Guide to ODI Betting
So, you want to bet on ODI cricket matches, eh?
Great – and we’ll get to that in just a second.
But because we have readers who are brand new to cricket, we want to get them up to speed first.
Then I’ll get into your betting options and some of the rules sportsbooks impose.
First things first – a quick history lesson.
ODI stands for One Day International. It’s a type of limited overs cricket. Matches are between two teams and are completed in one day.
The first ODI-style match was played in 1971 after a 3-day bout of bad weather forced officials to organize a one-off match limited to 40 overs per side.
Over the next 4 years more than a dozen ‘one day’ matches were played.
Then, in the late 70’s many elements from ODI were added to the World Series Cricket competition.
And, as the saying goes, the rest is history.
ODI matches are played in the ICC Cricket World cup every four years. And in the ICC Champions Trophy every two years.
The biggest change nowadays is teams are limited to 50 overs instead of 40.
What Makes This Format Popular?
Because of the ‘one day’ time limit, matches are more aggressive (although not nearly as aggressive as Twenty20 (T20) matches). The focus is on getting runs, so batting teams often use power plays and other aggressive tactics.
From the fan’s perspective, since matches are over in one day, there’s no need to set aside several days of time and money to watch a match.
The volatility of these matches can get fans riled up too.
Popular Betting Options + Things to Know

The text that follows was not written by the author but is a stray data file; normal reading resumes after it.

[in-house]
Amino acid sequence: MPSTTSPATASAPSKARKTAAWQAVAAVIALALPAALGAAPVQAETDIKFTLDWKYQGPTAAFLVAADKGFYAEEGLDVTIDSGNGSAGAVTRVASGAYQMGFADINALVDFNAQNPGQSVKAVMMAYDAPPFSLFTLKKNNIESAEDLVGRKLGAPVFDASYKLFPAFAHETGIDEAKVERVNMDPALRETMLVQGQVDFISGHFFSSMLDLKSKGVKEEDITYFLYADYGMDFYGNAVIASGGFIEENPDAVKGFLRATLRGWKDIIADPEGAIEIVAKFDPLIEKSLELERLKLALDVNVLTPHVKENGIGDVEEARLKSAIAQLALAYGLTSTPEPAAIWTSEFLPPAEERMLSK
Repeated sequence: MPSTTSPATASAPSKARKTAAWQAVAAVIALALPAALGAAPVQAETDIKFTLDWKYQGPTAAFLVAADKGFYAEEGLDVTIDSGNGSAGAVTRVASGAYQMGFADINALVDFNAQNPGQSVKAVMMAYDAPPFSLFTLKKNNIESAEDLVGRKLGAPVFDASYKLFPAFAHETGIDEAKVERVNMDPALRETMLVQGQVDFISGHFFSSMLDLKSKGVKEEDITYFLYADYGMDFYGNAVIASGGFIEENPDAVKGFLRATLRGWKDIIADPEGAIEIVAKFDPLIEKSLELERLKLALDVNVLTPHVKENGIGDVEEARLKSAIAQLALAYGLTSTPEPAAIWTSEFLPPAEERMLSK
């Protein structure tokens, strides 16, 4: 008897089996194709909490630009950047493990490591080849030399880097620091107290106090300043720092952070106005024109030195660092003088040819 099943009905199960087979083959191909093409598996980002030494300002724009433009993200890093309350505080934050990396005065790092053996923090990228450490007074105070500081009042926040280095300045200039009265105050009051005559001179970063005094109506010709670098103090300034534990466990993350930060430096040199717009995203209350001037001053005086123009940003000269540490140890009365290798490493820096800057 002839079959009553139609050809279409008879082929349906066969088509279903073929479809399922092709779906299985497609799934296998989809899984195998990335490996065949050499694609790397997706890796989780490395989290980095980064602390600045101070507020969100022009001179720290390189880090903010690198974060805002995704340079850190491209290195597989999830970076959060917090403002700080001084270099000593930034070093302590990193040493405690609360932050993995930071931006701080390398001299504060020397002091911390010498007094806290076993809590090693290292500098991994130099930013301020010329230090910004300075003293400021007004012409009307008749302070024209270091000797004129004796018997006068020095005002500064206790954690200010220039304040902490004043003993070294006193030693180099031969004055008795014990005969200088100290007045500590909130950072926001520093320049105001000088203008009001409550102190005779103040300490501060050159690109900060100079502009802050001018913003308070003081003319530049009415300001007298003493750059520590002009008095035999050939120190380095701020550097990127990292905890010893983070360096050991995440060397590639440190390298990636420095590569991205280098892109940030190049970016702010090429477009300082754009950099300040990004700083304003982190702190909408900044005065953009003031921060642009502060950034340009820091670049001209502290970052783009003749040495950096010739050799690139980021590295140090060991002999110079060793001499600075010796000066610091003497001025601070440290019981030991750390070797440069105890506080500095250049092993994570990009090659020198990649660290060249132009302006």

Let’s go over some of the popular betting options you’ll have.
We pulled these from Bet365 – many of which are from markets they currently had prices for. We highly recommend them to players who are able to join (non-USA).
Below the list of markets we also list some rules you should expect to find from an online sportsbook.
Let’s jump into it. First, here are some of the markets you can bet on:
- Match Betting
- Series Betting
- Race to 10 Runs
- Match Handicap
- Top Batsman / Bowler
- Innings Runs / Innings Sixes
- Team with Lowest Innings Score
- Runs at Fall of Next Wicket
- Over at Fall of Next Wicket
- Runs Off Delivery
- In-Play Runs in First ‘x’ Overs
- Wickets Lost by ‘X’ Runs
- A Fifty to Be scored in the Match
Nothing too special. Many, if not most of these markets are available for your everyday cricket match.
But here’s something that’s not – rules specifically for these types of matches.
We pulled these from Bet365 too, so understand that they will vary from book to book.
Please take a minute to read over these rules as each market is different, and often times it comes down to whether or not a bet will be voided.
- Matches affected by weather will be governed by the official rules. This includes cases where no price is quoted for ties. For exceptions ‘dead-heat’ rules will apply.
- If a match is cancelled all bets will be void if the match isn’t replayed within 36 hours of its advertised start time.
- (Series Betting) Bets are void if the number of matches changes unless a settlement of bets is already determined.
- (Race to 10 Runs) Bets are good unless either one of the listed players does not open the batting. If neither batsman reaches 10 runs due to weather bets are void.
- (Top Batsman / Bowler) These overs must be bowled (at a minimum) unless an All Out or match has been completed. Otherwise bets are void.
- ODI – 20 overs
- Domestic 40 Over Competitions – 10 overs
- Domestic 50 Over Competitions – 20 overs
- Twenty20 Cup – 6 overs
- (Fifty to Be Score) The minimum number of overs needs to be scheduled, and there needs to be an (official) result. Otherwise bets are void.
These are the biggest rules I found.
You’ll notice there are differences from one rule to the next. Like the weather – in some cases weather will impact the decision to honor or void bets, while in others it makes no difference at all.
You’ll want to pay attention to these. It may impact your decision to make a bet, or what book you decide to do business with for a particular match.